I'm afraid that these fans were kidding themselves ever since Jackson was tied to the project. LOTR made little under 3 billion in theatres worldwide, and surely that amount, if not closer to double, on VHS/DVD/Blu-ray sales, and all the merchandise sales. And, of course, ROTK won all 11 oscars. Because of this, there is no way in heck that LOTR is not going to be referenced in several ways. While I am sure that Jackson and co. have quite a bit of freedom in this project, I don't think the suits at WB would let them get away with it (if they wanted to- and who is to say they do?)

Anyways, if all we see is less than a few minutes of each character that can be tied in logically, we'll be lucky. I will be jumping with joy if Legolas is only a captain in The Battle of the Five Armies and doesn't end up killing Smaug. I'll be ecstatic if all we see is Frodo and friends chilling at Bag End while Bilbo is writing the book, a one-time scene only being a few minutes long. If we hear of, goodness, Viggo Mortensen suddenly being cast, we'll be really lucky if all he is a shadowy figure turning in Gollum to Mirkwood, nothing more.

Because of the success of LOTR, its references in The Hobbit were inevitable, IMO. If we're lucky, they'll be well done, not too jarring, fit well with the lore, and, most importantly, short.

Now I'd like to hear about the casting of Bard, because hearing about Orlando Bloom's rumored return and nothing about Bard makes me worried about my "Hollywood prediction" above. Because OMG! who wouldn't want Leggy to shoot down the big mean dragon? Crazy

My LiveJournal ~ My artwork and photography

NARF since age 8, when I refused to read the Hobbit because the cover looked boring and icky.


Sunflower
Valinor

Jan 7 2011, 6:43am


Views: 40199
HUH?

So is this tying into the idea of linking " The Pentology" narratively? Color me confused....

So let me get this straight:

1)The Hobbit Part 1 begins with an extreme "Flash-Forward" scene 65 yrs from the beginning of the Story (the beginning of the Red Book, ie "The Hobbit"), featuring Frodo reading from the completed "Red Book" in Bag End?

2) Since this is going to a single scene, Film 2 will begin in Medias Res, just as TTT did, with no Frodo voice-over.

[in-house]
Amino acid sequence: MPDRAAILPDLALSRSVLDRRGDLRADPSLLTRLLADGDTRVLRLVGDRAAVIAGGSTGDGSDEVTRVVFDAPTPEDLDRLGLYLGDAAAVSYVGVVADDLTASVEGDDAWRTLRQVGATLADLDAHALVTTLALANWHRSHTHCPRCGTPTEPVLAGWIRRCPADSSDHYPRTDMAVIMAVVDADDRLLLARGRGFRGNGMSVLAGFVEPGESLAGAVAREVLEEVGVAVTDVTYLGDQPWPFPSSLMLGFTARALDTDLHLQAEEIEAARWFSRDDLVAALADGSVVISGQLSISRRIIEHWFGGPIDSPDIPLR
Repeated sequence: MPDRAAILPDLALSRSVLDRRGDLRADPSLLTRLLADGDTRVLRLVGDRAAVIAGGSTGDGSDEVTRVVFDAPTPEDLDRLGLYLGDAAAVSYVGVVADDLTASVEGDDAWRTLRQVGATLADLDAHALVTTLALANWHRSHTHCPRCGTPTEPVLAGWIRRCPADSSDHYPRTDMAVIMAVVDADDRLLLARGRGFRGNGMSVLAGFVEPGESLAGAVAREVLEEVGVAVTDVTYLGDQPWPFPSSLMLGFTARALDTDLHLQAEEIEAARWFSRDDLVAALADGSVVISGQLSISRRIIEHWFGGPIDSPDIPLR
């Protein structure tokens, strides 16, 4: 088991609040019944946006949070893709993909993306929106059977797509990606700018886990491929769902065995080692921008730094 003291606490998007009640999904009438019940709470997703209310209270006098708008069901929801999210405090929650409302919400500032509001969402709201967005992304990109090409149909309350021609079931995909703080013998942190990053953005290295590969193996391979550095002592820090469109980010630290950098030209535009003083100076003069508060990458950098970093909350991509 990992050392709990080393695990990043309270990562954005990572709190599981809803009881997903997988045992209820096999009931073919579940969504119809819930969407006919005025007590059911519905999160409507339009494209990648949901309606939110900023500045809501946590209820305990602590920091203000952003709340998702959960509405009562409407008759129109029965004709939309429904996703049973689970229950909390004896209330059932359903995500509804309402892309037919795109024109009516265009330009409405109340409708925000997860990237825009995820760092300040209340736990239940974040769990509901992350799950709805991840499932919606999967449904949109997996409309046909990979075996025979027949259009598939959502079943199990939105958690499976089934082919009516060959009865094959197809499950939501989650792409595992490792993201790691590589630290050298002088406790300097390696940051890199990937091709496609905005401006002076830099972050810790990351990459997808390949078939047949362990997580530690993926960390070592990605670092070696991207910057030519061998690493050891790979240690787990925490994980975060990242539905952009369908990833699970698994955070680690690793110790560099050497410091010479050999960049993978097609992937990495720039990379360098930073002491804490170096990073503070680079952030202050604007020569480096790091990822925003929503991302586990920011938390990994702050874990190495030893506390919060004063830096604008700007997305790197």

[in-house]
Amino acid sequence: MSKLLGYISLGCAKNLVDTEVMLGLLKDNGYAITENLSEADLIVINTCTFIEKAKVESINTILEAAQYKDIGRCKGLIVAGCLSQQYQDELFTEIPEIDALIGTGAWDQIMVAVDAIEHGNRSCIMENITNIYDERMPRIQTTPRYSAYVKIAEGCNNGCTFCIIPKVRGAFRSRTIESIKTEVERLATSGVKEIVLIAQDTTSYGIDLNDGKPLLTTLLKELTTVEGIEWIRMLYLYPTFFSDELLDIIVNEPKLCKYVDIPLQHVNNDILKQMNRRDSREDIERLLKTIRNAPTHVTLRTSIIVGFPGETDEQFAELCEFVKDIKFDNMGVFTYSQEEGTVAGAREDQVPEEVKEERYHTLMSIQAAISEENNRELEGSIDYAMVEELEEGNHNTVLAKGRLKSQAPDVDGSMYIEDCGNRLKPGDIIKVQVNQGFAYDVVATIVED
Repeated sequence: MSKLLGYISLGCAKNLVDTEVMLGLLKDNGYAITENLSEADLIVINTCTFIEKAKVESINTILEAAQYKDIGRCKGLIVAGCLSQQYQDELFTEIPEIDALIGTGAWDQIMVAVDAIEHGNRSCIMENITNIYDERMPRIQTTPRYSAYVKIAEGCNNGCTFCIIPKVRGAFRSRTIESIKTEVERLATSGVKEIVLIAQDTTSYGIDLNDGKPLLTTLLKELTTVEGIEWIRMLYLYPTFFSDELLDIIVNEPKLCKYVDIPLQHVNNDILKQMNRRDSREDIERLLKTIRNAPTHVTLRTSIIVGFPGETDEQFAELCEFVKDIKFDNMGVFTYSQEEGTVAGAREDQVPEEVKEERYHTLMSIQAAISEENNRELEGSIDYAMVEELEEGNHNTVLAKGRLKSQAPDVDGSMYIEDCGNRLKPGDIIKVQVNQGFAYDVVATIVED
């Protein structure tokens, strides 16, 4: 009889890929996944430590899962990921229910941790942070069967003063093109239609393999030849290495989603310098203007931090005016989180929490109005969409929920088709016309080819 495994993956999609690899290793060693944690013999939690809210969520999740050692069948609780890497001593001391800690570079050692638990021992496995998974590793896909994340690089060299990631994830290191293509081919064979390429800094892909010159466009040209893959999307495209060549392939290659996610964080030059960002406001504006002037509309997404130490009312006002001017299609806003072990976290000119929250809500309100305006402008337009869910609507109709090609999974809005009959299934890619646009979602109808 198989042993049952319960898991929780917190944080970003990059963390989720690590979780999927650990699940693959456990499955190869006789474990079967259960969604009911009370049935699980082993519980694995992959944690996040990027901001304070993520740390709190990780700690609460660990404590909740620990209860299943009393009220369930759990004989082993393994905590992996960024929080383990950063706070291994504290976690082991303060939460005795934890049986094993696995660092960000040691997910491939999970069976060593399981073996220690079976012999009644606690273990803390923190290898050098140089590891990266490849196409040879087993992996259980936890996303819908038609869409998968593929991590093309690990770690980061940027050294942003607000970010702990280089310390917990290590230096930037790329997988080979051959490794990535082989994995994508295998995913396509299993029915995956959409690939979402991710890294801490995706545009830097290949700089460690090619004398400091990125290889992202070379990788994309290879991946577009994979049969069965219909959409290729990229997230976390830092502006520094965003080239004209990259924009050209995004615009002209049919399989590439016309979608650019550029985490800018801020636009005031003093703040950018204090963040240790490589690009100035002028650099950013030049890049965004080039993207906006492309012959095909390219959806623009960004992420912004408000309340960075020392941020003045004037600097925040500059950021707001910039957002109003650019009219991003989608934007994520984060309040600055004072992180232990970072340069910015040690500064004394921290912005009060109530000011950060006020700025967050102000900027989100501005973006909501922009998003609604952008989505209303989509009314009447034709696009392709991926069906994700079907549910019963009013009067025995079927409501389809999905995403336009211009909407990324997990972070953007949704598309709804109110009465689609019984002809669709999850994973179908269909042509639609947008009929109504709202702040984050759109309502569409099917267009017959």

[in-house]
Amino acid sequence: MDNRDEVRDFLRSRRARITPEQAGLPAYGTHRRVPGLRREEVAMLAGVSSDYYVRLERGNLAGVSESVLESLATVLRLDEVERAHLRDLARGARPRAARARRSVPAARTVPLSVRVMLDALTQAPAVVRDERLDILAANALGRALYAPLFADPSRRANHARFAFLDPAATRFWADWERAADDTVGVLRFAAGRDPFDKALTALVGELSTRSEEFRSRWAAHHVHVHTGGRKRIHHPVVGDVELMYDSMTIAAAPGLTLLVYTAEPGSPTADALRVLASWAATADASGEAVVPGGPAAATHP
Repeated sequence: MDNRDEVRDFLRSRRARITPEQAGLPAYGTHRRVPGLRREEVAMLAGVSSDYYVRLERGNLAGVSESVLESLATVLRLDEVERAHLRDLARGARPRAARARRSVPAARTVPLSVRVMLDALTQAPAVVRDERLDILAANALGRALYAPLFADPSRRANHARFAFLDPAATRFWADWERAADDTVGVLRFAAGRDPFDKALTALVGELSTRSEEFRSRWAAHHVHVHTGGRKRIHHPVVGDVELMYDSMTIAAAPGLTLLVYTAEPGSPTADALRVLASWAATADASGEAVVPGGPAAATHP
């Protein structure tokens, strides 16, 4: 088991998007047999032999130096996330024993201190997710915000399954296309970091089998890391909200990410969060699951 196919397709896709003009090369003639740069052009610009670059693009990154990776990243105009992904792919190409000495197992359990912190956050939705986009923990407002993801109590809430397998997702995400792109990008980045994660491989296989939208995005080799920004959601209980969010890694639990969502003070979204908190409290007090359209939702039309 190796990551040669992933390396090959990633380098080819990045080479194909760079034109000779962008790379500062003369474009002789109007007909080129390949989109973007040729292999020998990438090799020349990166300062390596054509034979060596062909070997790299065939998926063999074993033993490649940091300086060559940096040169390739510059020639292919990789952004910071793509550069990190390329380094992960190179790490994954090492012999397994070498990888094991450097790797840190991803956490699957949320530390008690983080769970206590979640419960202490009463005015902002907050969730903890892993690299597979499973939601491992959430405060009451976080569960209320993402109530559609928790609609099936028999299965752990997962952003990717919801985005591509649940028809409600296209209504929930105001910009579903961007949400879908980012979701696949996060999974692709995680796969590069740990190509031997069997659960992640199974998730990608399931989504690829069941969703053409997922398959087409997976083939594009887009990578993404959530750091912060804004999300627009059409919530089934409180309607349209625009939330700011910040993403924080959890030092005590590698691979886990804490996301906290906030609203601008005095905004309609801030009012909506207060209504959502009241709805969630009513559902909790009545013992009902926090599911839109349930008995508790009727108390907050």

3) LOTR films, festuring Frodo's part in the Story, so no Frodo narration. (Unless Peter decides to change this in the Ultimate Edition, adding voiceovers sporadically through LOTR..not bloody likely, thnak God, but I'm nervous now!)

4) So Bilbo beginning the Red Book in the FOTR EE will now be a flashback of sorts? (oh my brain hurts)

5)Elijah at the end of ROTK finishing the Red Book, visually linking perhaps with the Opening Scene of TH 1.

So will we see Elijah in the same costume as he wore in that scene? What time-frame will this be in--set before he completes writing the Red Book (before that scene), so he doesn't yet look ill, etc. (Oh my brain really hurts:).

If it's just a single scene linking the Pentology, I don't see the harm in it. But here's another problem: will Frodo be using the "first-person" ? Will he be standing in for the "I"/"voce of Tolkien" establishing a different tone for TH?

Why is this needed in the first place, since the Red Book isn't begun until Bilbo returns?



On another subject--I suppose casting announcement of Elrond and Gandalf ans Gollum are taking so long b/cx these actors are playing hardball with WB and hashing it out, saying they don't want to be screwed out of their rightful share, like New Line did to them. And if any of them are in the MEAA...maybe they wanted out. after Mr Whipp...but that is a different kettle of fish...so I'll not bring that up ny more. *goes off whistling and looking innocent* (just speculation, all innocent!)